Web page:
My First Mask: Your Guide to Layer Masks in Zoner Photo Studio

Masks are among the most important tools for advanced photo editing, and yet many photographers have no idea they exist, causing extra work for themselves. Would you like to avoid this extra work? Read on.

Masks are closely tied to work with layers. If you’re no friend of layers, then read this guide to layers—then you’ll understand many of our tips and instructions much better.

If you haven’t worked with layers yet, read this article. Many of our guides and the words we use will make more sense afterwards.

There’s Masks, and Then There’s Masks

In this article we’re talking about layer masks. There is such a thing as selection masks, but those share just about nothing but their name. (Selection masks help to precisely show the boundaries of a selection, e.g. when you’ve got a blurred selection.) This guide is devoted solely to layer masks, not selection masks.

What Are Masks? What Are Layer Masks?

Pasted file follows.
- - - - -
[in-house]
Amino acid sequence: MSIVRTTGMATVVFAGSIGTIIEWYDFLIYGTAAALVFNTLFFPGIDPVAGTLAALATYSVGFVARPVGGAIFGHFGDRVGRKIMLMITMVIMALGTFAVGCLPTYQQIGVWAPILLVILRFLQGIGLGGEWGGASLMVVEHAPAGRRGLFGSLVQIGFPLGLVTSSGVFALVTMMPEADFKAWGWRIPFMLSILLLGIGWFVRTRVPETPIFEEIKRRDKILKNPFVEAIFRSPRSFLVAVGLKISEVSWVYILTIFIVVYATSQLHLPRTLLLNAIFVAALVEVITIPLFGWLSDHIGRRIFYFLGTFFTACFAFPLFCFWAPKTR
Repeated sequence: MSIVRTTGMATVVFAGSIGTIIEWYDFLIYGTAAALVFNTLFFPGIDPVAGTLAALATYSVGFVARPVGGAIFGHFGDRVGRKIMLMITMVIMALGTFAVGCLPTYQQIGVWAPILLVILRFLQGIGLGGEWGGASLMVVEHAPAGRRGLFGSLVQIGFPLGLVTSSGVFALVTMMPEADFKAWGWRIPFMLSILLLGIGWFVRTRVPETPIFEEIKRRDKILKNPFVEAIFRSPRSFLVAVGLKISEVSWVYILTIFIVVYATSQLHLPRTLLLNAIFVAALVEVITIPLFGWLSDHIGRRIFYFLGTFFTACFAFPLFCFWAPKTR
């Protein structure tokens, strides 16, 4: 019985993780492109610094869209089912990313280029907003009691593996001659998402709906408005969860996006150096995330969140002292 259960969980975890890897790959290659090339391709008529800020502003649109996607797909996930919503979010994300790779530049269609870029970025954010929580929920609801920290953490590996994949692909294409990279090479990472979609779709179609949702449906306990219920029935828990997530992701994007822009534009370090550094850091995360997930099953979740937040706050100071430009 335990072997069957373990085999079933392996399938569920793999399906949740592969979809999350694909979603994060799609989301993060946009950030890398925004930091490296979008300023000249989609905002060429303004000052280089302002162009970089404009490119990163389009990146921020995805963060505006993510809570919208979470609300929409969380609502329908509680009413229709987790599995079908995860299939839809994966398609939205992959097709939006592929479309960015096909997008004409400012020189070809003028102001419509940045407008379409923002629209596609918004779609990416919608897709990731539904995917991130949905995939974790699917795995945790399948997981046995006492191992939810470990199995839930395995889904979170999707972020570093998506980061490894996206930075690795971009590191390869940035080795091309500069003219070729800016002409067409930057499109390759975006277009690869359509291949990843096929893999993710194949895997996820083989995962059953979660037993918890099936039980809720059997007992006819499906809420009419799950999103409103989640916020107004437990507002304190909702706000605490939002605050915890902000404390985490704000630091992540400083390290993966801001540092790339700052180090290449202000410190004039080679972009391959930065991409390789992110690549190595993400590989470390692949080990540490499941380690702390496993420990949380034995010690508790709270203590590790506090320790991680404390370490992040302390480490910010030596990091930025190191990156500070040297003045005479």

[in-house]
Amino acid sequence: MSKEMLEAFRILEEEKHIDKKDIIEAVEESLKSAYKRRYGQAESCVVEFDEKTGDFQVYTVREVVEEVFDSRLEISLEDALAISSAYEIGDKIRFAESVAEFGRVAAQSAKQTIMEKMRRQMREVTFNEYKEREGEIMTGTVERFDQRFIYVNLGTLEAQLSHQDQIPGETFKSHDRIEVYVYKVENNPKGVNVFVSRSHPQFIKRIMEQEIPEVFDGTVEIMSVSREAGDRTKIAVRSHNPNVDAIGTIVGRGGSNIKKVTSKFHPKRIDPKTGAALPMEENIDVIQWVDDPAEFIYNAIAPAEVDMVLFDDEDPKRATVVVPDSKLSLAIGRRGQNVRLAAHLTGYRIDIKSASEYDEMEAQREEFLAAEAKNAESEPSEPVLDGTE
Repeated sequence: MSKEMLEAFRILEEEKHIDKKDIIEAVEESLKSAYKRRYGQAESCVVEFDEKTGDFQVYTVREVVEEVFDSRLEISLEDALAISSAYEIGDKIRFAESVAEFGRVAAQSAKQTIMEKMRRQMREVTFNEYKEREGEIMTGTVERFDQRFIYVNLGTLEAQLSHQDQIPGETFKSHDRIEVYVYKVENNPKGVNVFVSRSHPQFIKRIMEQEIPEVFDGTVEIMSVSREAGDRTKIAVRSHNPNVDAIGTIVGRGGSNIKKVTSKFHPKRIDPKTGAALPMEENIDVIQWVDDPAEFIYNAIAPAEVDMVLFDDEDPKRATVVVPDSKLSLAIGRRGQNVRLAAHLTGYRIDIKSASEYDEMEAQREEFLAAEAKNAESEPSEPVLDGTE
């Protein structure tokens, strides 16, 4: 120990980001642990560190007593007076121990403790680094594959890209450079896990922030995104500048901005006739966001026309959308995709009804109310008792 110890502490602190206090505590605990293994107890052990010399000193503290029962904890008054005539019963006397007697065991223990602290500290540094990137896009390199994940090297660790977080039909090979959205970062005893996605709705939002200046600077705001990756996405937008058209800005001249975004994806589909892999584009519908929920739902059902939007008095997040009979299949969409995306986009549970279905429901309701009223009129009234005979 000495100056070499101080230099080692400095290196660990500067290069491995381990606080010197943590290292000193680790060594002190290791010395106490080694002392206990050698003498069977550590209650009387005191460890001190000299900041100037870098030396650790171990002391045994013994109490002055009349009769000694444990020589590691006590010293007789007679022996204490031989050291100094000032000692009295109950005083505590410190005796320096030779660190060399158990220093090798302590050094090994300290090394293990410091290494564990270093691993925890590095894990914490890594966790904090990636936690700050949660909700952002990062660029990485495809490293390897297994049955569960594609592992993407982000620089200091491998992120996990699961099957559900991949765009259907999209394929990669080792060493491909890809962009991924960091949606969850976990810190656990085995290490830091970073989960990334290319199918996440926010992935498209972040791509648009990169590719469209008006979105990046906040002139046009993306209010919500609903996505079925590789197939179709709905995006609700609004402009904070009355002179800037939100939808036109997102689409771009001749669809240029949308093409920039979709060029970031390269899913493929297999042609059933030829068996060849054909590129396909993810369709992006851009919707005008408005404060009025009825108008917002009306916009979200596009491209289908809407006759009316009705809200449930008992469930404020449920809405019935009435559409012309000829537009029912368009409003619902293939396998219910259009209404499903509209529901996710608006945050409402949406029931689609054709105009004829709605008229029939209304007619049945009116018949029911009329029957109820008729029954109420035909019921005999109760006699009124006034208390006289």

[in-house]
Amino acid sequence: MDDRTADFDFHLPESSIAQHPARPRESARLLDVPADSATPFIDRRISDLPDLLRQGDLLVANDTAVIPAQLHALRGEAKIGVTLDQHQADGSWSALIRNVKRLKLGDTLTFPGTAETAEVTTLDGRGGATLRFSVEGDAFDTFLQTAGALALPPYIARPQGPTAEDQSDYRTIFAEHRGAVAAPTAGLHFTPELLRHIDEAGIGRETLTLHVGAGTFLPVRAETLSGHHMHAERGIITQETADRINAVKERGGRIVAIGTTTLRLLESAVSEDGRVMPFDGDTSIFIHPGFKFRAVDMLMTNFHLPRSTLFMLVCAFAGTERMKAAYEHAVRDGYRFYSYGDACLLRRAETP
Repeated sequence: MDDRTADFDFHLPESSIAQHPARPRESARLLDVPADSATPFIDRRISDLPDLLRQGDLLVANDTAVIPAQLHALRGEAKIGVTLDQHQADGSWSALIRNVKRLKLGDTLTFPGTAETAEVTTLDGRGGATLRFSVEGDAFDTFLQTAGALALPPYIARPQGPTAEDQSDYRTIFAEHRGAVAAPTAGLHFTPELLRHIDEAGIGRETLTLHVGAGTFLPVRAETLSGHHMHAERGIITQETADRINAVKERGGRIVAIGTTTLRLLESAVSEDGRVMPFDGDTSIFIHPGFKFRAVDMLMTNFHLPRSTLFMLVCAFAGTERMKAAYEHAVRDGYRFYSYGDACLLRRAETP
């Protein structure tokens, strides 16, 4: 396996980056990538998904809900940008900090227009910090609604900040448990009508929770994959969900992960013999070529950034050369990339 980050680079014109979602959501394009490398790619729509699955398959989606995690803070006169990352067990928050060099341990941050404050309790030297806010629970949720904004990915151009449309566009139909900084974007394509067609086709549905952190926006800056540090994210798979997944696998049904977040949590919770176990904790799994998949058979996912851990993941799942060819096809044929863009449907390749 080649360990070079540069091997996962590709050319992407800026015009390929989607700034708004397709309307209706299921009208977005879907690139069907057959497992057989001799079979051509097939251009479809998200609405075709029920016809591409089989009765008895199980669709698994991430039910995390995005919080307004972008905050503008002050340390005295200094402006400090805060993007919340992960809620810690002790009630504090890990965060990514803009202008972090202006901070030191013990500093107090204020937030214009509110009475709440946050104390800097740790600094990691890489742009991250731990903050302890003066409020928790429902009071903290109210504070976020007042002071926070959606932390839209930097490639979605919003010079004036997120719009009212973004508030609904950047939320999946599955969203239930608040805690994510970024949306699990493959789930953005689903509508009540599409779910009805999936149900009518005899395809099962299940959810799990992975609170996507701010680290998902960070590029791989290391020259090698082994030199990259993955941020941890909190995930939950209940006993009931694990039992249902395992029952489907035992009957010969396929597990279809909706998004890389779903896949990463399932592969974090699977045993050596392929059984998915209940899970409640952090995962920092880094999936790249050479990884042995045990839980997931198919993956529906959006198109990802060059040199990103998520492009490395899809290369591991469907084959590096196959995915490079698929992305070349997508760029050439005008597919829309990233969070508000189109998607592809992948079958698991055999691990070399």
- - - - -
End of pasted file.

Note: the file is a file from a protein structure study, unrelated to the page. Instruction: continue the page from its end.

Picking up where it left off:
Each layer in an Editor document has some kind of contents. If it’s an image layer, those contents might be anything from a butterfly to a tractor. A layer mask tells the Editor which part of that image (that layer) should be visible, and which part should be hidden.

I’ll illustrate this on the example of a butterfly that I want to put in different surroundings than the ones in which I photographed it. For simplification, let’s illustrate the needed part of the picture as white, and the unneeded, unwanted surroundings as black.

Left: The original picture. Right: An illustration showing which part of the butterfly picture I want to keep.

Left: The original picture. Right: An illustration showing which part of the butterfly picture I want to keep.

So my goal is to remove the background and to work with the butterfly only. There are several ways to achieve this. (Later on I’ll discuss why to avoid some of them.) One suitable way is via masking, that is, creating a mask.